I get it. There are times I’m frustrated by the same things. But I’ve watched the Olympics without the commentary, and I’m here to say that I believe that commentary is vital for the Games to be captivating. It loses a lot of the impact when you don’t know about who is competing. Last night is an excellent example. The duel between the two Russian skaters (sorry, Olympic athletes from Russia) was very well introduced. Because of all the promos and spotlights they did on those two girls, I was much more heavily invested in the outcome. When I watch the streams that just have basic “this is what they’re doing” commentary, I lose that connection. “Huh. Look. Some guy just did some move that has a strange name. I wonder if that’s difficult. I wonder if I should be impressed.”

If I were to watch one of those ice skating events live? I’d be completely lost, and (I think) bored out of my mind. I have no idea who did a double or a triple or a quad or an axel or a whatever. I need the commentary to make sense of it. Yes, I get that if you’re a big fan of the sport already, then you probably don’t need it, but let’s face it: the majority of the US don’t care about skiing, skating, curling, and all that jazz when it’s not the Olympics. We need the context.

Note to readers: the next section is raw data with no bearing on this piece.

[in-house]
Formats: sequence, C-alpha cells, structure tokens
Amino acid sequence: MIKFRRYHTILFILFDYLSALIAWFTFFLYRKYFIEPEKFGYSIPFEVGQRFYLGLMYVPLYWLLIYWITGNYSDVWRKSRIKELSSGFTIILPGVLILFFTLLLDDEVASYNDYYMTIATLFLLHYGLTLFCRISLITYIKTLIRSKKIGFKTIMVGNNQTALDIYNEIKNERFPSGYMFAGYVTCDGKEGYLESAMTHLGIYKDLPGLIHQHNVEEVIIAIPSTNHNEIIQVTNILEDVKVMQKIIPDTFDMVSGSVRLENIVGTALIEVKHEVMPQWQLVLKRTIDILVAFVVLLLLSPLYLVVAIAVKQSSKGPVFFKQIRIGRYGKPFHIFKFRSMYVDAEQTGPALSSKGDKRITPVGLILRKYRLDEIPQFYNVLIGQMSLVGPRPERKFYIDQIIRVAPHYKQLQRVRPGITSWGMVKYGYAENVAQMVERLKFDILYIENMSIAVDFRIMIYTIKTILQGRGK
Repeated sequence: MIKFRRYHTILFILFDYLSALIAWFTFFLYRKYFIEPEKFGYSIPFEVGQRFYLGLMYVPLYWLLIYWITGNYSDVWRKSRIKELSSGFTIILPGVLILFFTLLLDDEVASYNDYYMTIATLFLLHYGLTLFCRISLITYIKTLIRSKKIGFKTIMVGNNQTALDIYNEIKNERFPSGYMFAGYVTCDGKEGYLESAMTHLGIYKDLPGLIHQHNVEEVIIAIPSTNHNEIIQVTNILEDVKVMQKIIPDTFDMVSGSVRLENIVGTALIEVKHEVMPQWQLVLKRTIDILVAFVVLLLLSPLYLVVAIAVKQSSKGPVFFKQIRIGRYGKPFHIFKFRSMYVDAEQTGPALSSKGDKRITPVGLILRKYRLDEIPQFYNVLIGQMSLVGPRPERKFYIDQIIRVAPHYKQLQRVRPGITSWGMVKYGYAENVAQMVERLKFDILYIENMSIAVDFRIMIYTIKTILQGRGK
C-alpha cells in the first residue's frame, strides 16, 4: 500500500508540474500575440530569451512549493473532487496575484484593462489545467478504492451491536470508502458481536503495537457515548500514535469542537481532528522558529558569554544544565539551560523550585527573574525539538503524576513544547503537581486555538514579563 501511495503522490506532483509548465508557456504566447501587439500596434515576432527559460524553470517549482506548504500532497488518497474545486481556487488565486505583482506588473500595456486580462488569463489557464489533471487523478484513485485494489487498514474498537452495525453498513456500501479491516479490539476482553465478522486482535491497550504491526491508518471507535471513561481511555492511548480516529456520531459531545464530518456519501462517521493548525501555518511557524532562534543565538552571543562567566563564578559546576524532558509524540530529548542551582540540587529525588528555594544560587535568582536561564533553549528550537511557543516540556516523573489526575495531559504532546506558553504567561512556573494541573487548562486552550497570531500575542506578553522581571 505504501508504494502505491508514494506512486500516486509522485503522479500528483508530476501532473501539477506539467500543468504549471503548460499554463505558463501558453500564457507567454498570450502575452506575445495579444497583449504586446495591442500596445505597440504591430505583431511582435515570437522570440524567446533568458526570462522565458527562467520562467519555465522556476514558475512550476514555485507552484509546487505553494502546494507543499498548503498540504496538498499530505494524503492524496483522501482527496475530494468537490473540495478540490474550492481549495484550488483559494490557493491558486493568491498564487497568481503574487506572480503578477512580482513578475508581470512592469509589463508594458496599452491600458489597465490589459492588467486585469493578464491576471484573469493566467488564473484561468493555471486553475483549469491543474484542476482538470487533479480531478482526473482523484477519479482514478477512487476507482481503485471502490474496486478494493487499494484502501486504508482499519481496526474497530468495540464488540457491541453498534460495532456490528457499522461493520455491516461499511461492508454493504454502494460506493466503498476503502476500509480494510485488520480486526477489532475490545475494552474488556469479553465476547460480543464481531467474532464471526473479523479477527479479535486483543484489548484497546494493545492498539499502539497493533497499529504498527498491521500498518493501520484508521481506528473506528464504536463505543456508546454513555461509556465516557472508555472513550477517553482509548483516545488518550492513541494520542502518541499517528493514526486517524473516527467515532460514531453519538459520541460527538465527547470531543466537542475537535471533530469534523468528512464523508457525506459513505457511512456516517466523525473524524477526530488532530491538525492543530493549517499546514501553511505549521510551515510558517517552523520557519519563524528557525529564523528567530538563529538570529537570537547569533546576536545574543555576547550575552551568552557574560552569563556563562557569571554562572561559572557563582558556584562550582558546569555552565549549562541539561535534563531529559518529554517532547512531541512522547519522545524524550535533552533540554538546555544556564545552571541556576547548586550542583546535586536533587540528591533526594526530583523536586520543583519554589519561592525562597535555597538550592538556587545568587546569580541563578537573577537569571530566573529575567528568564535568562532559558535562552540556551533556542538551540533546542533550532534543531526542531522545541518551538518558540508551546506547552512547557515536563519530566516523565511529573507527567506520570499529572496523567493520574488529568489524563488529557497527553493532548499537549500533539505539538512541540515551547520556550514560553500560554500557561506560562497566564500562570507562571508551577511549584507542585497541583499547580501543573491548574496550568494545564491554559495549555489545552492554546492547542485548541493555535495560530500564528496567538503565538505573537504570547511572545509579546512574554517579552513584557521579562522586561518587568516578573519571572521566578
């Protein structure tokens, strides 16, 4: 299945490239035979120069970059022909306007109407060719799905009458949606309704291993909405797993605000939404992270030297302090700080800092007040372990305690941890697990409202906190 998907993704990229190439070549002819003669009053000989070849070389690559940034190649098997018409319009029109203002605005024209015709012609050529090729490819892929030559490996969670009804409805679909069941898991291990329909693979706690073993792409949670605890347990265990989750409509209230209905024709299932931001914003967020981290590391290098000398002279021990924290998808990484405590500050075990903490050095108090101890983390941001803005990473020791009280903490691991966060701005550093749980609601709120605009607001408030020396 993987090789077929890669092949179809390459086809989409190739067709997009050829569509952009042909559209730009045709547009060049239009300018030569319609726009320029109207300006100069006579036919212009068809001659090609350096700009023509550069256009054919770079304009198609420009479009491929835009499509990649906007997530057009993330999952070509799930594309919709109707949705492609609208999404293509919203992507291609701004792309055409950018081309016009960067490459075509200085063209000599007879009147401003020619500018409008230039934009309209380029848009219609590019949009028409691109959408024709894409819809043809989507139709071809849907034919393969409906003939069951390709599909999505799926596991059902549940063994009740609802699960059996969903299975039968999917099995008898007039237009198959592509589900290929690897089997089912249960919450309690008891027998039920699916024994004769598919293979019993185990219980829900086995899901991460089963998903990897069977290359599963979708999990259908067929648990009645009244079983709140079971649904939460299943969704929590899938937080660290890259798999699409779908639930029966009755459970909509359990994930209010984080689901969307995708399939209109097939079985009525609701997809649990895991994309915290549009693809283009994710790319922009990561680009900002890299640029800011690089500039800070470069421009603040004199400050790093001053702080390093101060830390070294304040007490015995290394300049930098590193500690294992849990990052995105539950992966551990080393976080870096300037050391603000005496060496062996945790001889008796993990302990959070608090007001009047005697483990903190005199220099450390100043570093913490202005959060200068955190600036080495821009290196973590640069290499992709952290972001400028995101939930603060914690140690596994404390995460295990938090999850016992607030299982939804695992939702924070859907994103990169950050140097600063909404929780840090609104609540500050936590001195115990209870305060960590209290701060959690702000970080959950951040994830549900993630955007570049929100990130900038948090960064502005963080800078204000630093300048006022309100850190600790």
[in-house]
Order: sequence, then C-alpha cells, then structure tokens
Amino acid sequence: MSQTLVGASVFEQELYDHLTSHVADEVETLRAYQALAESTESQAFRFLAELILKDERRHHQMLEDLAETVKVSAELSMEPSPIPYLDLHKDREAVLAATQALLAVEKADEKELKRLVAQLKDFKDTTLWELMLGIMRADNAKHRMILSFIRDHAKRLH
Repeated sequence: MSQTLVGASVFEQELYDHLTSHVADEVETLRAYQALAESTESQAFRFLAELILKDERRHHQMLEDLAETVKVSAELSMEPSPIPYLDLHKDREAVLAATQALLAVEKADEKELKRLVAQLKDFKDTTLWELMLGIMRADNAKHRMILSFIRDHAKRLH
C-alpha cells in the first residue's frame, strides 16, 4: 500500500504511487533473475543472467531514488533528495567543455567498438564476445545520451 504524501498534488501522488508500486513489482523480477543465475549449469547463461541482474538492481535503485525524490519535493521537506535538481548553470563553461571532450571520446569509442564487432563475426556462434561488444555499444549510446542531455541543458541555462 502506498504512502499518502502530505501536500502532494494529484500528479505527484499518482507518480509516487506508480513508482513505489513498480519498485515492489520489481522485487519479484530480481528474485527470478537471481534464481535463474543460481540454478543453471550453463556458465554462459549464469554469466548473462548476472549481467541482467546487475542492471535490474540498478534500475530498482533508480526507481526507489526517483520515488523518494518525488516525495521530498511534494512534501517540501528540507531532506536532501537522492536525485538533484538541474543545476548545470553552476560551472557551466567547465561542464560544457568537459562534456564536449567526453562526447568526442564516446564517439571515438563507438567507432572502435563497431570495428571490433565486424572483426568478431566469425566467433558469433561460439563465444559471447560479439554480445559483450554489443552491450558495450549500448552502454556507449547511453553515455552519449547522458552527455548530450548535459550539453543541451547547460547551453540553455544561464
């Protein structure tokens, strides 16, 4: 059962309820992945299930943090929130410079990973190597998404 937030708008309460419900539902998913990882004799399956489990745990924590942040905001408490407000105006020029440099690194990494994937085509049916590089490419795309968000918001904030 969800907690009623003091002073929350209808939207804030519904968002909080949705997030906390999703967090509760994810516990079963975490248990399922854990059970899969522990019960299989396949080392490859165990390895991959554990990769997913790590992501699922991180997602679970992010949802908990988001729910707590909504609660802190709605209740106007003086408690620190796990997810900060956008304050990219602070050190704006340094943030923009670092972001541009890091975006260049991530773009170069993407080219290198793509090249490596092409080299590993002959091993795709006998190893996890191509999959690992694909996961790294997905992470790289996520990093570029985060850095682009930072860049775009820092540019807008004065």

And the Opening Ceremonies? Even that needs context, I believe. Sure, they skip some of it. But they let you watch the whole thing after the fact if you want, without or without commentary. How many people actually go back to do that? The Opening Ceremonies allow the broadcasters to set the stage. Let us know some interesting story lines to follow. And true, there are times I wish they’d branch out beyond American story lines more. But that doesn’t mean I don’t want stories.

So while I get some criticism of NBC, I think a fair bit of it is unwarranted groupthink, as people band together online to complain about something and then carry the complaints they’ve read out into the real world, repeating them as if they’re now experts in sports broadcasting. It gets a bit old.

Anyway. The Olympics are almost over, and I’ve really had a good time watching them. I’ll miss them when they’re gone, but I’m looking forward to being able to get more sleep at night. There’s always that . . .

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Like what you’ve read? Please consider supporting me on Patreon. I’m looking to get to $10/month to justify the amount of time I spend on this blog. I’m at $8/month so far. Read this post for more information. Or click here to go to Patreon and sign up. It only takes a minute or two, and then it’s automatic from there on out.

If you’d rather not sign up for Patreon, you can also support the site by clicking the MEMORY THIEF Amazon link on the right of the page. That will take you to Amazon, where you can buy my books or anything else. During that visit, a portion of your purchase will go to me. It won’t cost you anything extra.